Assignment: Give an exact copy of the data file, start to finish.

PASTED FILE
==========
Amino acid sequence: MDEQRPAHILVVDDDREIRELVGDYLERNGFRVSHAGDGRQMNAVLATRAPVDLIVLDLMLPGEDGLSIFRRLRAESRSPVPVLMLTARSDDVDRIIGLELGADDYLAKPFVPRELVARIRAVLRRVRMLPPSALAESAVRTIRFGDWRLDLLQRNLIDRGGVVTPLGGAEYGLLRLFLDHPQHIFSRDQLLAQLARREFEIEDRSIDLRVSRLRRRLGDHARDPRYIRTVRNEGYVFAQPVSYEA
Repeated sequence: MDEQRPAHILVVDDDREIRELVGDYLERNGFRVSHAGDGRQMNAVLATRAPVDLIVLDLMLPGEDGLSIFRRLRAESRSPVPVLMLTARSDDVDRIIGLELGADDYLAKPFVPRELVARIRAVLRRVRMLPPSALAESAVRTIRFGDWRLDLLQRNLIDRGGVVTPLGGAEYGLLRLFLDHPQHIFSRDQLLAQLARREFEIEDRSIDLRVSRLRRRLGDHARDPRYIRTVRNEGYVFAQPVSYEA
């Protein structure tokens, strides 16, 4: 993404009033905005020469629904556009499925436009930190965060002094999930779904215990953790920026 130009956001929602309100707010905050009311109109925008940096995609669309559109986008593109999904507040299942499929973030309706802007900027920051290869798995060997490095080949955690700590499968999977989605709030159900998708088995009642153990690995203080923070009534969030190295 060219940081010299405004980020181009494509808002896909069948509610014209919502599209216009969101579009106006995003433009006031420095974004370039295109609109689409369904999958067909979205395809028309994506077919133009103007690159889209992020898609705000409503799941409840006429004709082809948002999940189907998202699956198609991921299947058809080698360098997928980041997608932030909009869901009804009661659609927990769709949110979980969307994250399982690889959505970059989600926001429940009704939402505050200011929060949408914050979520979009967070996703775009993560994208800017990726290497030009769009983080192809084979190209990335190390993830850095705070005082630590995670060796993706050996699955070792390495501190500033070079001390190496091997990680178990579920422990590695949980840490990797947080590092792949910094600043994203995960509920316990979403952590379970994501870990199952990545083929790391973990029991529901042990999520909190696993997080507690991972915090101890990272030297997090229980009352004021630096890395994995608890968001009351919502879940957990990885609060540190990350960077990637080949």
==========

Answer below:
Amino acid sequence: MDEQRPAHILVVDDDREIRELVGDYLERNGFRVSHAGDGRQMNAVLATRAPVDLIVLDLMLPGEDGLSIFRRLRAESRSPVPVLMLTARSDDVDRIIGLELGADDYLAKPFVPRELVARIRAVLRRVRMLPPSALAESAVRTIRFGDWRLDLLQRNLIDRGGVVTPLGGAEYGLLRLFLDHPQHIFSRDQLLAQLARREFEIEDRSIDLRVSRLRRRLGDHARDPRYIRTVRNEGYVFAQPVSYEA
Repeated sequence: MDEQRPAHILVVDDDREIRELVGDYLERNGFRVSHAGDGRQMNAVLATRAPVDLIVLDLMLPGEDGLSIFRRLRAESRSPVPVLMLTARSDDVDRIIGLELGADDYLAKPFVPRELVARIRAVLRRVRMLPPSALAESAVRTIRFGDWRLDLLQRNLIDRGGVVTPLGGAEYGLLRLFLDHPQHIFSRDQLLAQLARREFEIEDRSIDLRVSRLRRRLGDHARDPRYIRTVRNEGYVFAQPVSYEA
């Protein structure tokens, strides 16, 4: 993404009033905005020469629904556009499925436009930190965060002094999930779904215990953790920026 130009956001929602309100707010905050009311109109925008940096995609669309559109986008593109999904507040299942499929973030309706802007900027920051290869798995060997490095080949955690700590499968999977989605709030159900998708088995009642153990690995203080923070009534969030190295 060219940081010299405004980020181009494509808002896909069948509610014209919502599209216009969101579009106006995003433009006031420095974004370039295109609109689409369904999958067909979205395809028309994506077919133009103007690159889209992020898609705000409503799941409840006429004709082809948002999940189907998202699956198609991921299947058809080698360098997928980041997608932030909009869901009804009661659609927990769709949110979980969307994250399982690889959505970059989600926001429940009704939402505050200011929060949408914050979520979009967070996703775009993560994208800017990726290497030009769009983080192809084979190209990335190390993830850095705070005082630590995670060796993706050996699955070792390495501190500033070079001390190496091997990680178990579920422990590695949980840490990797947080590092792949910094600043994203995960509920316990979403952590379970994501870990199952990545083929790391973990029991529901042990999520909190696993997080507690991972915090101890990272030297997090229980009352004021630096890395994995608890968001009351919502879940957990990885609060540190990350960077990637080949």